the curse of a realist
by Alex Thurtle
I’ve never been very good at playing pretend.
the tiaras never shimmered as much as I desired,
the weight of their cheap plastic never lightened the heaviness of tomorrow
the feather boas always shed their pieces much too fast.
I could not bring myself to imagine a world where the props meant something.
the curse of realist is a heavy one
because I never learned to look beyond the things I could
see hear touch smell taste.
but, when I did believe in something, I could not stop.
that made it even harder to pretend that we never were something.
how do I pretend to forget the nights we spent debating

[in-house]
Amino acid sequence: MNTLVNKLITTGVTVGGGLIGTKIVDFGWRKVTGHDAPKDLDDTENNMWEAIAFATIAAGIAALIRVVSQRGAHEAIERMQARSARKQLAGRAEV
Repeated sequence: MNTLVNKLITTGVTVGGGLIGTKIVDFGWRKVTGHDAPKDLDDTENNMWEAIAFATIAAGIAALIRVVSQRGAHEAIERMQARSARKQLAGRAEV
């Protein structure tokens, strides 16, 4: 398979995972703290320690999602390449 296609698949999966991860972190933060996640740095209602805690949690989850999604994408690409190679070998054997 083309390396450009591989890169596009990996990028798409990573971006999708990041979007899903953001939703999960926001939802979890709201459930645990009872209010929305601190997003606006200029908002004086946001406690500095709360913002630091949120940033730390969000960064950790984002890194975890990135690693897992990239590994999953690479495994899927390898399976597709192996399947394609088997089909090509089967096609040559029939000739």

philosophy and religion and heaviness and love and lust and death and hurt
and pain and us.
how do I pretend to gloss over the way you held my gaze
much too long
like a toddler clinging to their mother in a grocery store.
how do I pretend that your touch did not
set wildfires along my palms and forearms and chest.
for now though,
I must learn to pretend.
I will learn to put on my plastic dollar-store tiara and my flaky feather boa and
maybe I’ll dream a bit.